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Athletic Performance

Wednesday, 26 April 2017 14:59:00 Europe/London

When it comes to athletic performance, or any kind of exercise for that matter, nutrition plays a crucial role in helping you perform optimally. If you don’t support your training/performance efforts with the correct nutrition it is not uncommon to experience detrimental effects such as fatigue, loss of strength/stamina, loss of speed, and problems with weight management and inadequate energy intake. It’s unbelievable how hard some people push themselves in the gym, on the track, in the pool or out on the road, and I commend them for that, but don’t prioritise their diet. They think because they are working hard the results will look after themselves. Don’t get me wrong, these people probably eat relatively well in terms of avoiding trans and saturated fats and consuming plenty of fruit and veg each day (which is something to be said in this day and age with the amount of processed food etc available to us). BUT, there is a big difference between eating healthy and eating for performance. I have friends that are personal trainers and friends that are professional nutritionists and whether the client wants to lose weight, gain muscle, run faster, or last longer, the first question both of them ask is the same, ‘what is your diet like?’.

My favourite quote at the moment ‘abs are made in the kitchen not the gym’ is very true. Too often people bust their balls in the gym or out on the training field and wonder why they aren’t losing weight, why they haven’t increased their muscle mass/size or why they can’t cut down their 10K time, and this is normally because the first thing they’ve done is looked at their training program before looking at the most important bit which is their diet! Don’t get me wrong, I do not want to take the fact that these people are working hard to achieve their goals away from them, but I do want to emphasise how important a diet that meets your energy needs is. I know for a fact the hardest thing I find about training is being strict in what to eat, spending a good couple of hours on a Sunday and in the middle of the week prepping food so that I stay on track and eat meals that will aid my performance goals.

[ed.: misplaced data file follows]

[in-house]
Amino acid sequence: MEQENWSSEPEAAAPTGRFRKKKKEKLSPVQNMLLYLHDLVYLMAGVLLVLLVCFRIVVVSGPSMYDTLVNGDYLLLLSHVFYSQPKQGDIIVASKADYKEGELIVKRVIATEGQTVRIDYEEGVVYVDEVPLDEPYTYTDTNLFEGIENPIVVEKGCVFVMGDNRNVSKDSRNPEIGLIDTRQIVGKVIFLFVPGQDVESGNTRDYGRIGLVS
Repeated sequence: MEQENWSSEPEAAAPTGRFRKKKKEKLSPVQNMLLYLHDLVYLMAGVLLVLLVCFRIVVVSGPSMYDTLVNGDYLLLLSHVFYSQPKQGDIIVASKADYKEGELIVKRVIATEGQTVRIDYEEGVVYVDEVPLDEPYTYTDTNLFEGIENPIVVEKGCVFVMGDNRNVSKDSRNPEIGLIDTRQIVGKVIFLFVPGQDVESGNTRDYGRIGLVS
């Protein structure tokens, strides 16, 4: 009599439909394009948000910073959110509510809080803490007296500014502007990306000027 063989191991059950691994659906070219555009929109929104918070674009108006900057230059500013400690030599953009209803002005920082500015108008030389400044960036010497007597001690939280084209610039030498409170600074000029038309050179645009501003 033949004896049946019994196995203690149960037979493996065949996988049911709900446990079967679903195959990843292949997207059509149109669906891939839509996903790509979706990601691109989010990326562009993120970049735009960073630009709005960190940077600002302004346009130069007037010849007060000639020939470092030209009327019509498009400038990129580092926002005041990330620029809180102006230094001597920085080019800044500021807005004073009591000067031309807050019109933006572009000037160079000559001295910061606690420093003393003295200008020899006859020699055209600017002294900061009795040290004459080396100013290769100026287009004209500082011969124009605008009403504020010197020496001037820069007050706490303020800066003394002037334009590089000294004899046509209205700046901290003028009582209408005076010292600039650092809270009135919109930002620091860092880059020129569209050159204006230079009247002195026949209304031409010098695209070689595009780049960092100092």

Like I said, for some reason it always seems to be about the training program before the diet. Sound nutritional practices and well-designed patterns of eating are not awarded the same priority as training and many people fail to recognise that poor eating habits may detract from performance. I think the first and most important thing you can do if you feel like your goals have come to a halt or you can’t quite shake that last bit of fat, or you’re struggling to perform maximally at the end of a football math is to log food and fluid intake thoroughly so you can see what, when, and how much you eat and drink. This way you can then start to prioritise your meals around your training/performance event so that you have adequate fuel which will decrease the likelihood of fatigue and increase performance during exercise. It is no secret that strength, speed, and stamina are clearly enhanced with adequate fuel rather than without. If you want to evaluate your own nutritional practices, start by asking yourselves the following questions:

What do you eat and drink before training/performance events?

When do you eat/drink before training/performance events?

What do you eat and drink during training/performance events?

What do you eat/drink after training/performance events?

How soon do you eat/drink after training/performance events?

Many people are guilty of not fuelling correctly before training/performing. Some people for example go and train immediately after they have finished work but the last time they ate was at lunch. Relying on what you ate at lunchtime to fuel your session in the gym is only going to go one way. Firstly, you can’t ask your body to perform maximally when it doesn’t have the fuel to do so in the first place and secondly, your body will quickly use up the limited amount of carbohydrates it has left and start eating into muscle (protein) in order to provide you with energy. Now ask yourself why you aren’t gaining any more muscle mass even your training hypertrophy 6 times a week! The most common reasons people don’t achieve their training/performance goals include consuming not or little food/fluid before exercise, waiting too long to refuel/hydrate following exercise and choosing the wrong dietary items for fuelling/recovery.

In the next instalment we will discuss the pre exercise, during exercise and recovery nutrition...

Posted in News By

Mike